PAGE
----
In terms of their facture, the London monotypes represent the seamless transition of an existing and ongoing subject from the medium of paint to that of monotype. There is the familiar evidence of rapidly brushed marks, spraying, wiping back and the progressive re-working of the image. That said, the monotypes are not simply analogues for the paintings. They also significantly extended Virtue's way of working. Whereas the surfaces of the paintings frequently attest a process of protracted change, the prints retain a feeling of spontaneity. Japanese brush painting is a long-standing model for Virtue's practice and is a digested element of his approach to mark­making in his paintings. The fluidity of the print medium meant that the monotypes could be made with greater speed, and the image could be manipulated more easily. Entire passages could be wiped away and supplanted with swiftly made marks. No less substantial than the paintings in terms of their content, the London monotypes nevertheless move towards a more abbreviated form of expression. 

    Making the monotypes in London formed a vital preparation for Virtue's impending work in Venice. His initiation stretched over six months and came to a halt in March 2007. A gap of over four months ensued, during which he continued to paint and, coinci­dentally, oversaw the final stages of a long-contemplated move to Italy. During this time, some of the lessons he had learnt from making monotypes began to filter through to the paintings on which he was then engaged so that the two ways of working cross-fertilised. Following this break with printing, he then took up his pre-arranged appointment and arrived in Venice on 13 August 2007. He immediately confronted a startling new subject: a place he had visited only once previously, yet one he felt he knew through his long-standing acquaintance with Turner's great watercolours of a city dissolved by light. Venices's miraculous marriage of architecture, sky and reflection presented a view at once entirely alien yet also immediately familiar, even ingrained. Yet, as he had anticipated, the prospect of engaging with a subject so steeped in history and, it has to be said, so patinated by the accretion of cliché was utterly intimidating.

    The Venice monotypes can be seen as the outcome of a remark­able concentration of Virtue's usual practice. His first imperative was to seek out the motifs on which he would focus. Among the options he considered were the bridge at the Rialto and the square at San Marco. Neither gelled as subjects, and he rejected both. Using waterbuses to get around the city, his attention then focused on the lagoon itself, and finally, two subjects seemed to strike a chord. The motifs that form the basis for Virtue's entire output are those of the domed basilica of Santa Maria Della Salute and the island of San Giorgio Maggiore.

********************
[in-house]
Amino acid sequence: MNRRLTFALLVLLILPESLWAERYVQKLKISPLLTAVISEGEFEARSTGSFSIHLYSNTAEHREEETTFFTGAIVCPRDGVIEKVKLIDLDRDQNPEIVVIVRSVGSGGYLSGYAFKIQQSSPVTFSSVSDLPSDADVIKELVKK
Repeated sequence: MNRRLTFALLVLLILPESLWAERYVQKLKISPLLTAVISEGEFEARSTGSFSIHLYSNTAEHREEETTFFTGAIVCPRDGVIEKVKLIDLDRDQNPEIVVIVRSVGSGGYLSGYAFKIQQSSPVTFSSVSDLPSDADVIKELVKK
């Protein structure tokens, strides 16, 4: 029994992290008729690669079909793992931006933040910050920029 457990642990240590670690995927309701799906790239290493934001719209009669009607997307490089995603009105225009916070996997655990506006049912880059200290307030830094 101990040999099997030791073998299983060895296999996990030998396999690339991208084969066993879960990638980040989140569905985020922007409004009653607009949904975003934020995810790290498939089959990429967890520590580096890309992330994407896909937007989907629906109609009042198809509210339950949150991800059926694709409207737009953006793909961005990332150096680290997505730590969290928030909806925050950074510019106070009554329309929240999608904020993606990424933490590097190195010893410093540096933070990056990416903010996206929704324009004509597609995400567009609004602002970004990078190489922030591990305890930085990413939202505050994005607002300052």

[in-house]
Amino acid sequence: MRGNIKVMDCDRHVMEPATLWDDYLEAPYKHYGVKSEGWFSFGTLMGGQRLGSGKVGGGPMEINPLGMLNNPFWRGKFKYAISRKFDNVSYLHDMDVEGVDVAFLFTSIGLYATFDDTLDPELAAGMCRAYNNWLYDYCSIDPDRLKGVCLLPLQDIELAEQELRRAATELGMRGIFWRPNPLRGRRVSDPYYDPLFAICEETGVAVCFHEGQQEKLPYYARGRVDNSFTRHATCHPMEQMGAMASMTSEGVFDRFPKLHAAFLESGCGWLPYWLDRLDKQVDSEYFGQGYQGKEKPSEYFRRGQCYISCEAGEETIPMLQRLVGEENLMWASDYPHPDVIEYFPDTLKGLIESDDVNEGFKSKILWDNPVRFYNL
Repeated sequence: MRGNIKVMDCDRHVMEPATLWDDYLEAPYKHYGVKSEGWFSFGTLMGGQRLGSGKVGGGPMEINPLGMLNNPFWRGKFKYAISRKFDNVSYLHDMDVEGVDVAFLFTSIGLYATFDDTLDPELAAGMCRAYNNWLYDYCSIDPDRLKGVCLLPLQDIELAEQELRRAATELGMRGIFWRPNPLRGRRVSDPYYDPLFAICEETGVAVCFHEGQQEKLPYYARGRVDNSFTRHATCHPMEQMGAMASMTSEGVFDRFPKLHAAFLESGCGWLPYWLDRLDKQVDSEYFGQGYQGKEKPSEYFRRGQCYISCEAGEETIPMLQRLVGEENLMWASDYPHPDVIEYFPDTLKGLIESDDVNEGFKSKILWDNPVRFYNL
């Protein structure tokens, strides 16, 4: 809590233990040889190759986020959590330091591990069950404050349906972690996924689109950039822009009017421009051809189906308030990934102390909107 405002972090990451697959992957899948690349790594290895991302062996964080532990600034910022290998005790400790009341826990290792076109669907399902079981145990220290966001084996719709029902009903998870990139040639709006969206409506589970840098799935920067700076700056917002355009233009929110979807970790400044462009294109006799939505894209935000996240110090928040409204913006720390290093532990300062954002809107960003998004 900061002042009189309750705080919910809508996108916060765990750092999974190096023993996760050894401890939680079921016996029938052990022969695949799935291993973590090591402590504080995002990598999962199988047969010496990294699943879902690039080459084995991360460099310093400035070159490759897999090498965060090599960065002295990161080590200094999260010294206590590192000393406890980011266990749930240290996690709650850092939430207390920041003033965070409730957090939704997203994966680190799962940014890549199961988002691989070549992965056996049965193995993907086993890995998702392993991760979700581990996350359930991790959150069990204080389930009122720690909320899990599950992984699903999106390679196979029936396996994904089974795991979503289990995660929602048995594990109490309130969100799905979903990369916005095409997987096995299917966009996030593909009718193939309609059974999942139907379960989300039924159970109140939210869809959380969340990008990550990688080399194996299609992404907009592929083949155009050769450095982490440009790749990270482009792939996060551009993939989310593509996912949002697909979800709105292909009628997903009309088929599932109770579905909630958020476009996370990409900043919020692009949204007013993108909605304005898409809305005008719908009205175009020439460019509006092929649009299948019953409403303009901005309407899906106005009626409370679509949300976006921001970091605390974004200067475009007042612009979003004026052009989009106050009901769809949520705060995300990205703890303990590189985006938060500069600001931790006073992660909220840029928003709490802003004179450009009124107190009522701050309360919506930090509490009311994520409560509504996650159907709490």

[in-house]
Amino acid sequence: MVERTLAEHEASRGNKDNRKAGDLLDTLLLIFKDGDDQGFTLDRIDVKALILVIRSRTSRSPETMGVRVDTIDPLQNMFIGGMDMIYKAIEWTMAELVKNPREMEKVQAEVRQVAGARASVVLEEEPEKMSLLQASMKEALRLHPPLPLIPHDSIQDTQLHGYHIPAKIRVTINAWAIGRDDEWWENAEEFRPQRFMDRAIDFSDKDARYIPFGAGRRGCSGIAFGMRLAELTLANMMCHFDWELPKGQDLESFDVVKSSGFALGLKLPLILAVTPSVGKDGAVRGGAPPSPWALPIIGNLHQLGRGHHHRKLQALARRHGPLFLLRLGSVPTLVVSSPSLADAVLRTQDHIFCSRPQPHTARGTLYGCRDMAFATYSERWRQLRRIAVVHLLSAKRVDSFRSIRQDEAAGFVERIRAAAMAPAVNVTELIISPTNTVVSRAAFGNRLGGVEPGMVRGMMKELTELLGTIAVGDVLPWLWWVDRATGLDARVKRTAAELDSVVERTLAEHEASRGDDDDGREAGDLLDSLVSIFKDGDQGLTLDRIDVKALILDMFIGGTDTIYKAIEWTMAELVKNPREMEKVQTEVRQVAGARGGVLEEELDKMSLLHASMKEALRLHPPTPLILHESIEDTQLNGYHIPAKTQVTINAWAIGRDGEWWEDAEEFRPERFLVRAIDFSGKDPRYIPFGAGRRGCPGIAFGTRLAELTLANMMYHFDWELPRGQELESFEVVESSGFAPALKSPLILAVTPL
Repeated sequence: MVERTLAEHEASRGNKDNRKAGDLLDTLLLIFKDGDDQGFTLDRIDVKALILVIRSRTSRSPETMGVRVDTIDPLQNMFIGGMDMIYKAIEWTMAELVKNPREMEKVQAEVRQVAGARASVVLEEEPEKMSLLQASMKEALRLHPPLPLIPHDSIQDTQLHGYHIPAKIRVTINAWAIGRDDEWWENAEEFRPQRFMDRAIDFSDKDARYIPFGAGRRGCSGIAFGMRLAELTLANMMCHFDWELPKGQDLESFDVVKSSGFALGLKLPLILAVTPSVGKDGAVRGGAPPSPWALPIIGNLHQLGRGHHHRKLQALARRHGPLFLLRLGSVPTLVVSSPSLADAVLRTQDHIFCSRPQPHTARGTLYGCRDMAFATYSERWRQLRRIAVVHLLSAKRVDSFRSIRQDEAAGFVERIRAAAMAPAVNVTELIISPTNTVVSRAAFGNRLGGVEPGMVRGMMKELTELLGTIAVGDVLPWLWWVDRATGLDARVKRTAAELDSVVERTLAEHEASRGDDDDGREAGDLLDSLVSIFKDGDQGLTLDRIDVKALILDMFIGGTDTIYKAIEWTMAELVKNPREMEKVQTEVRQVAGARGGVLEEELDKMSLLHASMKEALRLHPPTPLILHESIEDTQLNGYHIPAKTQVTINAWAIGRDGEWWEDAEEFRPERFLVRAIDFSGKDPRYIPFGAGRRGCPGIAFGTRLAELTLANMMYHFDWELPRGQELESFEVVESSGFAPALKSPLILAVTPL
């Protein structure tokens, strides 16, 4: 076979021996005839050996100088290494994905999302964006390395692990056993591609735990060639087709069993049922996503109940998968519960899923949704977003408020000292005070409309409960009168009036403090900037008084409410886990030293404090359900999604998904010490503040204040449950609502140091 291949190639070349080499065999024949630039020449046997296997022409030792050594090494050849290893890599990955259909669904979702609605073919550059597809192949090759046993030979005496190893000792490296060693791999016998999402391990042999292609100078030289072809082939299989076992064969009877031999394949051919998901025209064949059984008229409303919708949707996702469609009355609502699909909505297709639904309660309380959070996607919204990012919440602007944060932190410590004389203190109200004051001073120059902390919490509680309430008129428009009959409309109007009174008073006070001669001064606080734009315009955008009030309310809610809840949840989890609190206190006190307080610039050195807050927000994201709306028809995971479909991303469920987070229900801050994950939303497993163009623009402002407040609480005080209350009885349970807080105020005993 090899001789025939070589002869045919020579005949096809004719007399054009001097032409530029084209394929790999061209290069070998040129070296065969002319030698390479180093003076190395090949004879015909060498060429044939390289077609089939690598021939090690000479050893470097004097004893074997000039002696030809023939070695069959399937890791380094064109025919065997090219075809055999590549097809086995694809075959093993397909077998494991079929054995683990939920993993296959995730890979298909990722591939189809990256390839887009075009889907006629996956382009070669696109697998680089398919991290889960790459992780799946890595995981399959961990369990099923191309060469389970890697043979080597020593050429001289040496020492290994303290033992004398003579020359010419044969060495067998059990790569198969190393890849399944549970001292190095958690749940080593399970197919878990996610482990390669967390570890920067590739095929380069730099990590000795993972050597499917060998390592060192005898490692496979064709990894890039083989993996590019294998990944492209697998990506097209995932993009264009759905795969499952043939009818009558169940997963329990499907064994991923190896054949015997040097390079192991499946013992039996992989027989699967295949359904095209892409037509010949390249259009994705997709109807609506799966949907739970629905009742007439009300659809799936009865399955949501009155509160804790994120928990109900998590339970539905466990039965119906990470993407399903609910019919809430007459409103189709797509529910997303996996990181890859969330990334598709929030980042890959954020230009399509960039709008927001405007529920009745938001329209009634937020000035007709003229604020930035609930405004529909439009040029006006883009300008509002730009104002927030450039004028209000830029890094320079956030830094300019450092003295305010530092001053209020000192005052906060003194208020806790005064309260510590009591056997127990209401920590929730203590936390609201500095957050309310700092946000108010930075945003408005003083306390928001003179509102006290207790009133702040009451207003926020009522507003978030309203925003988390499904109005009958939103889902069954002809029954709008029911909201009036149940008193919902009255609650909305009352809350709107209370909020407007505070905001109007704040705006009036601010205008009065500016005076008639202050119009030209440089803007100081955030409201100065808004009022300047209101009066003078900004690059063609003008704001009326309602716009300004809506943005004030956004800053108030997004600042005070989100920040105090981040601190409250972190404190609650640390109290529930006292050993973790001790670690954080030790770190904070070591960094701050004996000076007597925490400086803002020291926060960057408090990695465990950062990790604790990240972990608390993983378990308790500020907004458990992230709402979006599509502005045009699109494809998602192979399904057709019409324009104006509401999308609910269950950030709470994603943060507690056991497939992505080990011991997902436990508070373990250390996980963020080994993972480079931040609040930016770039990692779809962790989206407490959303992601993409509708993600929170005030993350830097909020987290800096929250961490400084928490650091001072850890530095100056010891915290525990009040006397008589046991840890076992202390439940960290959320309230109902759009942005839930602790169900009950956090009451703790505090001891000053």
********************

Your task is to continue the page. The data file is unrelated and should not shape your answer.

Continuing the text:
Virtue’s time in Venice fell into two phases: the first week was spent drawing in situ, the final fortnight was taken up by an intensely focused and ultimately exhausting, round-the-clock confinement in the printmaking studio. Notwithstanding his earlier involvement with the London monotypes, he began in a state of complete uncertainty. Virtue was concerned by the way that the transfer of the impression during printing would inevitably reverse the image. He experimented by making the initial drawings on tracing paper, thinking that the sheet could be simply turned over to provide a reversed visual reference when working on the printing plate. This approach proved too cumbersome and was abandoned as if realising that the images he would make had to be liberated from literal description. An extraordinary aspect of the Venice monotypes is that while the images do reverse, the appearance of the subject is virtually imperceptible, so completely are they imbued with the essence of the place.

    The will to penetrate the character of a motif and then withdraw, standing at an abstracted remove from the source and reinventing it under the pressure of subjective forces, is central to Virtue’s work. This imperative dominates the Venice monotypes. For this reason, it is not surprising that during the initial experimental phase, Virtue resisted the suggestion that the monotypes employ colour. Since 1978, his art has been restricted to black, white and a spectrum of intermediate greys. His use of monochrome is, in some ways, one of his work's most conspicuous characteristics and has an almost ethical force. There is a sense he believes that colour would qualify or embellish the material fact- and clarity- of his vision. In Venice, the formation of the images proceeded from observation and its opposite: invention. This dichotomy demonstrates his awareness that we do not see the world directly but apprehend it through the lens of experience, through the subjective structures we impose upon external reality. The expressive, gestural force of Virtue's imagery is a powerful vehicle for that vision. His images evince a struggle to make visible what he describes as ‘actuality', a view of the world in which the objective and the subjective are held in balance. Colour would add to the difficulty of stating that actuality as directly as possible. With notable exceptions, the monotypes he went on to make are, like his paintings, rooted in a monochrome language of form and feeling.